The pandemic has prompted these chains and others to create online-only concepts designed specifically for delivery.
Applebee’s launched Cosmic Wings, which serves Cheetos-flavored chicken wings. Brinker International, owner of Chili’s and Maggiano’s Little Italy, so far has two virtual brands: Just Wings and Maggiano’s Italian Classics.
Virtual brands allow restaurants to promote products that travel well for delivery, such as sandwiches and wings, helping turn service from a burden into a competitive advantage.
These virtual brands “offer some really unique opportunities to explore … smaller, urban prototypes focused on home delivery,” Brinker CEO Wyman Roberts said during an analyst call in February.
For fast-casual restaurants, which are already designed to get people out the door quickly, improving drive-thrus and incentivizing takeout may be the way to go.
Better drive-thru and easier pickup
As customer habits change, restaurants are rethinking their layout. For many, that means more drive-throughs.
The chains from Taco Bell until Burger King, are adding drive-thru lanes to their restaurants. More lanes can help speed up pickups, and faster drive-thru could ultimately be a more attractive option for consumers than delivery.
Chipotle, for example, plans open some 4,000 more stores in North America. Most of them will have Chipotlanes, a drive-thru dedicated to customers who place their orders digitally.
“What we’ve seen with the Chipotlane is our digital business goes up, our delivery business goes down in percentage, and the order picking percentage goes up,” the company’s CEO, Brian Niccol, told WABNEWS Business in a recent interview before of the opening of store number 3,000 of the chain. “Financially, the highest-margin transaction for us is ordering in advance, and then the customer comes for it,” he said.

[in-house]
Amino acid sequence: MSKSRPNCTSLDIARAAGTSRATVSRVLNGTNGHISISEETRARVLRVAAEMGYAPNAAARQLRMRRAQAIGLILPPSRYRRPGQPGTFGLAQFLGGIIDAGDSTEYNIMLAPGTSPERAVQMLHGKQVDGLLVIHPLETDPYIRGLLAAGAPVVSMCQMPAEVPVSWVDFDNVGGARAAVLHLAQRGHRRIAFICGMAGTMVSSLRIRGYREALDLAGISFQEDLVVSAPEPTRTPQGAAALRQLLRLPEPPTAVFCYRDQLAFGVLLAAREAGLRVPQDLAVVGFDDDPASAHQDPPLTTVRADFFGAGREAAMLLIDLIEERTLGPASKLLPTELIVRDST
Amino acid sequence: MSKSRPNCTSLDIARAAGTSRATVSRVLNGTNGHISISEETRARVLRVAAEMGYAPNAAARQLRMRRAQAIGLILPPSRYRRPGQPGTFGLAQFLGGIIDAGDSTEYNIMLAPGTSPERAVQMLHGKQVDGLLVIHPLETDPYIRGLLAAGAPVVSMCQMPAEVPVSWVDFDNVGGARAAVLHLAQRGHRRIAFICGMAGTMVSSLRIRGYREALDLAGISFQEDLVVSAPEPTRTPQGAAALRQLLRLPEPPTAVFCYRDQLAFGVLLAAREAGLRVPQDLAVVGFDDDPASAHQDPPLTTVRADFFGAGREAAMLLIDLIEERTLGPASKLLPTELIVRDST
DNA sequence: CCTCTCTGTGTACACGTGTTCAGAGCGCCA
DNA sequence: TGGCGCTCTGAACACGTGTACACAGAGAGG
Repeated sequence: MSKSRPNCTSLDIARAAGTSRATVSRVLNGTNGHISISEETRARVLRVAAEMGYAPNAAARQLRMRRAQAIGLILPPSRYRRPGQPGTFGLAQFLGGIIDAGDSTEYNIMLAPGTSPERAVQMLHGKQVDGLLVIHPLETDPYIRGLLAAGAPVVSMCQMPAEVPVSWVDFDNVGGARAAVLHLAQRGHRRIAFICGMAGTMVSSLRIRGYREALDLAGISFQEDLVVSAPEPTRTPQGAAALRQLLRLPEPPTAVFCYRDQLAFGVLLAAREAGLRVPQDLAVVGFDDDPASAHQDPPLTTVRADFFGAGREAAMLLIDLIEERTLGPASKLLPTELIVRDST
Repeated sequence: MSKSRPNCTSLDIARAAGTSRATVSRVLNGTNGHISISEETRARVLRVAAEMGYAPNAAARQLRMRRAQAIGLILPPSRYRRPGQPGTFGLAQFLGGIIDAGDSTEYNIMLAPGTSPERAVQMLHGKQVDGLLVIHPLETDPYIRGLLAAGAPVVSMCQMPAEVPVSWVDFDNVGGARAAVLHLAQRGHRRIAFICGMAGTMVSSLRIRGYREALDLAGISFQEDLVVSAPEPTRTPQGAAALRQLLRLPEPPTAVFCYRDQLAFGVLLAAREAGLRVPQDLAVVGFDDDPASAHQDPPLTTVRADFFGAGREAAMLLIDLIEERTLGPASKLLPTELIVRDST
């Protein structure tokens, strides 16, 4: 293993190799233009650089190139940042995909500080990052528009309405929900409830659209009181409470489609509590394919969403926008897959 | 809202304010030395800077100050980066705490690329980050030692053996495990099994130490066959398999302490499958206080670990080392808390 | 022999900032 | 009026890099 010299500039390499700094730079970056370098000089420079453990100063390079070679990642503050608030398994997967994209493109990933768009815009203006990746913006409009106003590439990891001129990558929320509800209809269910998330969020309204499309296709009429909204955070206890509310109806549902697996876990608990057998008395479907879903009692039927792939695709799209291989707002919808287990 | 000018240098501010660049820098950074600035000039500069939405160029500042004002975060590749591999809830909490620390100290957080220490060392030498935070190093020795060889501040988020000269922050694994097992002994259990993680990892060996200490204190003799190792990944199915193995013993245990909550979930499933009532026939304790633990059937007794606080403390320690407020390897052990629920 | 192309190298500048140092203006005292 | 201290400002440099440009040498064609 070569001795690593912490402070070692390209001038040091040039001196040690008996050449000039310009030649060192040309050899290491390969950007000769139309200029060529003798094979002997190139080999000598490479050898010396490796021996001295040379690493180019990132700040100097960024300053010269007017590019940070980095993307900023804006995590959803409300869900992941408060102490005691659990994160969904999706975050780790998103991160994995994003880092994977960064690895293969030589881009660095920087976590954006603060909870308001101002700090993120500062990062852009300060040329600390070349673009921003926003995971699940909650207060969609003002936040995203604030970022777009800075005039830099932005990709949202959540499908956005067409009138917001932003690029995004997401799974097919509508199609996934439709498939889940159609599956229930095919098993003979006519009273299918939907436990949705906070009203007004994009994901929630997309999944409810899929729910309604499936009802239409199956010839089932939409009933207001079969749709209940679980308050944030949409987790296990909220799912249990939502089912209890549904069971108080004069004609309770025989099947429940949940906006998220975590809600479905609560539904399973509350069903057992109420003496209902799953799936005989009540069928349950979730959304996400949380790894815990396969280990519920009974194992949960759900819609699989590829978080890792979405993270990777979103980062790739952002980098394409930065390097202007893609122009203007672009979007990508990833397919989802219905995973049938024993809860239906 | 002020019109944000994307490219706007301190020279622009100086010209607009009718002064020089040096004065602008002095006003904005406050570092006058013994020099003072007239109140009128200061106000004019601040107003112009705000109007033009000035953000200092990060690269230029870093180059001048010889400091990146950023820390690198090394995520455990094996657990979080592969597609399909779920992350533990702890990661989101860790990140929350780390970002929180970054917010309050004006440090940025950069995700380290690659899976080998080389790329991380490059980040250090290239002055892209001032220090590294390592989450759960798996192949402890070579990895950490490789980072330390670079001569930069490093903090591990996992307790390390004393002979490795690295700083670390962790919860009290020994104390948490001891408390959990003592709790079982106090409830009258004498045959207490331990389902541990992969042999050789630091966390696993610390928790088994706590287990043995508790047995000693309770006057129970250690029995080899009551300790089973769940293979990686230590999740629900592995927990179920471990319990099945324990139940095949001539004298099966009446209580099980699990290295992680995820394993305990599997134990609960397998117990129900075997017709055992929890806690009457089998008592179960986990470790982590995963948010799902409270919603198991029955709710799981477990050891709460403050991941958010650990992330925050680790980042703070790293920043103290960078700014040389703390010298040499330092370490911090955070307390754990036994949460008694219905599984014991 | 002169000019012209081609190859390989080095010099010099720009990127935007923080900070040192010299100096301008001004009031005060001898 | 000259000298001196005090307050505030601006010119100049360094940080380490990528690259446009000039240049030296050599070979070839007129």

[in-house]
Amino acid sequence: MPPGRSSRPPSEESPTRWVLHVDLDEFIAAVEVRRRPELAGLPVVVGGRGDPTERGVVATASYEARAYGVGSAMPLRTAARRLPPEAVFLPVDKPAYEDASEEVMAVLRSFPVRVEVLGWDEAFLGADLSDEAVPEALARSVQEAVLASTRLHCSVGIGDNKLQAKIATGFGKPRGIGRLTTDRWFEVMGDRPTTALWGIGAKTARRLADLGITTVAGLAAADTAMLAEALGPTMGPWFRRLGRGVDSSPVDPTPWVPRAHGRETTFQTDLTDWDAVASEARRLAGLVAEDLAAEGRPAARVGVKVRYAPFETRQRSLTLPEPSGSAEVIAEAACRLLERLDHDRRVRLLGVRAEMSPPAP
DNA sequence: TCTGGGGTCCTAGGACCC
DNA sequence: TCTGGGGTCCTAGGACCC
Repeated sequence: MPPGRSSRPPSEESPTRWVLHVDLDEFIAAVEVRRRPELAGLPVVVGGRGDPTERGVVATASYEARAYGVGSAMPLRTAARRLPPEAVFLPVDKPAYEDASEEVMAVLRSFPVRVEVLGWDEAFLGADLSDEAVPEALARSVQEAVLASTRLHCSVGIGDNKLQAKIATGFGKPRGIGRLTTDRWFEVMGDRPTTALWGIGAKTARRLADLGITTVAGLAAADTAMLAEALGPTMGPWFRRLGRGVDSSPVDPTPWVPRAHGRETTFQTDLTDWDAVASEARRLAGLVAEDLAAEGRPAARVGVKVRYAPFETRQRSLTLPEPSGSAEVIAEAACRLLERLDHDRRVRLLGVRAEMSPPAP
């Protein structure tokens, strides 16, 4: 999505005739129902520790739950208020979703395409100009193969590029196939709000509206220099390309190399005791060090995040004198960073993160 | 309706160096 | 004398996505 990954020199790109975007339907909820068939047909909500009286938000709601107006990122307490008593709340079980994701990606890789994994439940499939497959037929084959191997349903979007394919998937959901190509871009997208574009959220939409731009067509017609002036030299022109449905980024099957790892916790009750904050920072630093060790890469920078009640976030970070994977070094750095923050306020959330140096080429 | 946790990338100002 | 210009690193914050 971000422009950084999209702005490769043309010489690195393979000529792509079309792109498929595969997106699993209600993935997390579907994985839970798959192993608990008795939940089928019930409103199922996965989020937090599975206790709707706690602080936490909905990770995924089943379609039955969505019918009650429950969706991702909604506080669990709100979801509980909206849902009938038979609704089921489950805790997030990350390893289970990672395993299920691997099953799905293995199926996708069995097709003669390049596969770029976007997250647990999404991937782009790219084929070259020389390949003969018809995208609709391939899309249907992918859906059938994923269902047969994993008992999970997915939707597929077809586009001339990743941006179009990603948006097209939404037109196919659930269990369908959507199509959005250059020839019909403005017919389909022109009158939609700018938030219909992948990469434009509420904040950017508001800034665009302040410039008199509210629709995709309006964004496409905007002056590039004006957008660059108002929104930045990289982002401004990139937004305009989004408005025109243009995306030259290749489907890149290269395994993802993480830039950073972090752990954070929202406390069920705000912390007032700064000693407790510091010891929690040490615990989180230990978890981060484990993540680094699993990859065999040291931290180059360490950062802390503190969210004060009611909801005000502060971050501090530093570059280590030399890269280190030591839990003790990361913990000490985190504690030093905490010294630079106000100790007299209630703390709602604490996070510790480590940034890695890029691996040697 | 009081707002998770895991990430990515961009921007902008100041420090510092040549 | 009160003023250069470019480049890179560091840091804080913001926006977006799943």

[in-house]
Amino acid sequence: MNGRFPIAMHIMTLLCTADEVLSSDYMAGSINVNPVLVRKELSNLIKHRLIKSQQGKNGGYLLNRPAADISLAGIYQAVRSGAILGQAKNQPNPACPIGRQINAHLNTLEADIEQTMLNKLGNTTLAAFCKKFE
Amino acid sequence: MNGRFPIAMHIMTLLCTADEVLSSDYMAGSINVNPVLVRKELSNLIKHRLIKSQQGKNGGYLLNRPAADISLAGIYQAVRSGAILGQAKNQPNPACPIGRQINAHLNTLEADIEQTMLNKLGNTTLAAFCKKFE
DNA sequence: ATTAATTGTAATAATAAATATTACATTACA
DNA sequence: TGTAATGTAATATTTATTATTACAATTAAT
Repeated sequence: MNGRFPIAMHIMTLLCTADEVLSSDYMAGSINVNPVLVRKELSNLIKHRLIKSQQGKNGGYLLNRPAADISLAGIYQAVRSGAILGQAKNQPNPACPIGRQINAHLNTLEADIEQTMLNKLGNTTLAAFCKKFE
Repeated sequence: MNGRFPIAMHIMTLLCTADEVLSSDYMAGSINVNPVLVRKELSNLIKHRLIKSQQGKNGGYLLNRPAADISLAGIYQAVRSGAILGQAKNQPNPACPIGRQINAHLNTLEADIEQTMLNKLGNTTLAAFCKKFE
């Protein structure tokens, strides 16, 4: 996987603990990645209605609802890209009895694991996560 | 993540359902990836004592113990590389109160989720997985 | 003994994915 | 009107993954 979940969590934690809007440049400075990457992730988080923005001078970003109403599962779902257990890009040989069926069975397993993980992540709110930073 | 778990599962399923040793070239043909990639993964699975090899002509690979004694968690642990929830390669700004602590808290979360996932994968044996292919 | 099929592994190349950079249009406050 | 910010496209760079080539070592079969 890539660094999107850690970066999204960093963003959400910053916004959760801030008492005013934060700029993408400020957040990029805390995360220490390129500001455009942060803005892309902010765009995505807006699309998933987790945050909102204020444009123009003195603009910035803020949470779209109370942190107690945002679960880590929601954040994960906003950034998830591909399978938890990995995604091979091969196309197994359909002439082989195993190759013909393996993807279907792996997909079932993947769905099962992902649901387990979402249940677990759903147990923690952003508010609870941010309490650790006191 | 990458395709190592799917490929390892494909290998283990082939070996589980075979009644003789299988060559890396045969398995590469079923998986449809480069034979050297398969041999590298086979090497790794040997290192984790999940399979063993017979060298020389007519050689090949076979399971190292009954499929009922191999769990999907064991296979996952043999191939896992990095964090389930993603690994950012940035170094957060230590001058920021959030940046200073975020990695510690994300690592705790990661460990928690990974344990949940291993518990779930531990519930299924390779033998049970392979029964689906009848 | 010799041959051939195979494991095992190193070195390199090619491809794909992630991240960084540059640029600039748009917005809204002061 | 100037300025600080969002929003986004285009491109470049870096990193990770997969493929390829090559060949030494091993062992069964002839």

If chains can’t convince customers to use the faster drive-thrus, they could try something else, like a small bonus for skipping delivery.
At the end of last month, Domino’s offered a promotion: pick up your own pizza and get a $3 credit towards your next order. Earlier this year, the chain also promised to deliver a pizza to customers in less than two minutes, but only when customers drove to a Domino’s location and parked in the right spot.
If all else fails, companies may see delivery naturally shrink as the service becomes more expensive.
To make delivery more profitable, companies have made it more expensive.
In many restaurants, “menu prices are higher for delivery than when someone goes to the restaurant,” says Pawlak.
That is certainly the case with Chipotle. “The reality is that the channel comes at an additional cost,” Niccol said during a recent analyst call. “What we have seen is that people recognize it and are willing to accept it for those occasions.”
High prices don’t stop Americans from buying 0:56
Companies have hiked prices on everything from menus to consumer goods, saying customers haven’t left so far. But that won’t last forever.
“It’s easier to set prices in a stimulus environment where everyone else is going up,” Coca-Cola CEO James Quincey said during a recent call with analysts. “It’s much more difficult when there is real pressure on revenue.” Coca-Cola raised prices last year, and may do so again this year if necessary.
The risk is that, with inflation on the rise, customers could resort to higher prices, including for delivery. “Consumers are willing to pay for [la entrega] now,” Pawlak said. “At some point, there’s going to be some rejection of that.”